Tesla's newest feature appears to be more of a bug. Owners can now summon their cars from parking spaces with the push of a button--and kinks in the system have drawn the attention of a powerful road-safety regulator.

The U.S. National Highway Traffic Administration is "in ongoing contact" with Tesla about its Smart Summon feature, Reuters reports. The feature launched last week as part of a large Tesla software update, and videos of cars navigating precarious situations while being summoned have flooded social media in the days since.

Some owners have complained about near-crashes with other cars. Others have claimed that the feature has caused their cars to drive into obstacles, leaving dents. "Smart Summon is only intended for use in private parking lots and driveways," reads a note on Tesla's website. "You are still responsible for your car and?must monitor it and its surroundings at all times?and be within your line of sight because it may not detect all obstacles."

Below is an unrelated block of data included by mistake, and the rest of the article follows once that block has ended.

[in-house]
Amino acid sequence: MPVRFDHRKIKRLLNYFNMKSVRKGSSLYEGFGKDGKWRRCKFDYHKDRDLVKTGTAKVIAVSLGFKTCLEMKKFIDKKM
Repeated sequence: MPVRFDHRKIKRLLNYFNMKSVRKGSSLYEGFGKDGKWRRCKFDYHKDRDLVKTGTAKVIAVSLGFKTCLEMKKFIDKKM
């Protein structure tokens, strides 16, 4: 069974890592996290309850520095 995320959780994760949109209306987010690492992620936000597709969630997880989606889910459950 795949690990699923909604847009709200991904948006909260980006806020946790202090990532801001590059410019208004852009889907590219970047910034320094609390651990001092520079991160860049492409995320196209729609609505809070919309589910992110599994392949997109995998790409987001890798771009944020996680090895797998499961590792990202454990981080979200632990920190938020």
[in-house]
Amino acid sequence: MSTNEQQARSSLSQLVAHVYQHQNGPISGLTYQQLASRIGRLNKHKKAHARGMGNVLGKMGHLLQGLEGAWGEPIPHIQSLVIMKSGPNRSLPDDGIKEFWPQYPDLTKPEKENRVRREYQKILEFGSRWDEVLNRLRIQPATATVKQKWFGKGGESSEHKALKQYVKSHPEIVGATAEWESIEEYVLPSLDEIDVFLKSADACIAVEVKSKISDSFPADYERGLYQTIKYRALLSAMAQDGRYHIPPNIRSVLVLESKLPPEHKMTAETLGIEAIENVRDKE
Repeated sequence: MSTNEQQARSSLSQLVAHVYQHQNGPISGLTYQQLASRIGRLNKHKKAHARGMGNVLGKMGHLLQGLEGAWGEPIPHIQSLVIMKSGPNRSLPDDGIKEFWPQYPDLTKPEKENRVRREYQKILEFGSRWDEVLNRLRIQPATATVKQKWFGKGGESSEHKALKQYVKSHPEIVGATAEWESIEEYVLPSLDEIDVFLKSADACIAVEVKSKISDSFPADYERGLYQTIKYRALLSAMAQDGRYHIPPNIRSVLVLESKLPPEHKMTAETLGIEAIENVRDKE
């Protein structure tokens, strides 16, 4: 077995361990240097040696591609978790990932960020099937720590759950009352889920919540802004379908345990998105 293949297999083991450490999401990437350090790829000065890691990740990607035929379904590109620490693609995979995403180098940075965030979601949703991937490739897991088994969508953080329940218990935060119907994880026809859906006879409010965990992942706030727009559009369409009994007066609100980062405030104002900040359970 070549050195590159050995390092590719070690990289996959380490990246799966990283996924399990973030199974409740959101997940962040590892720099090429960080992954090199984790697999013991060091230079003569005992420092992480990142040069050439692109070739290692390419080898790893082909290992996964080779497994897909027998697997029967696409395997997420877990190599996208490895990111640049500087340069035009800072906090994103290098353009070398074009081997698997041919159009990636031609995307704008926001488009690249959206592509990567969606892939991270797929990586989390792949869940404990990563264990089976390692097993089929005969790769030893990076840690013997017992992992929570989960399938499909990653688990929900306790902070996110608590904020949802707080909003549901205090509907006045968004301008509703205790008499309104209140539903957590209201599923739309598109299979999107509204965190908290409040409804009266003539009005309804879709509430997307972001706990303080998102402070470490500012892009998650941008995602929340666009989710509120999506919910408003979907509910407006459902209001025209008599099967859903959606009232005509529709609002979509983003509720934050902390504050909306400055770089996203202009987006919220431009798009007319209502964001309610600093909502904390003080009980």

The news of regulatory scrutiny emerged on the same day as Tesla reported record-high net orders and deliveries in 2019's third quarter. Analysts, however, doubt those figures will lead to a profitable quarter for the Palo Alto, California-based carmaker, which rarely reports quarterly profits. "Margins are likely to continue to be under pressure," Cowen managing director Jeffrey Osborne recently told clients, according to The New York Times. "We don't see sustainable profitability in the near to midterm."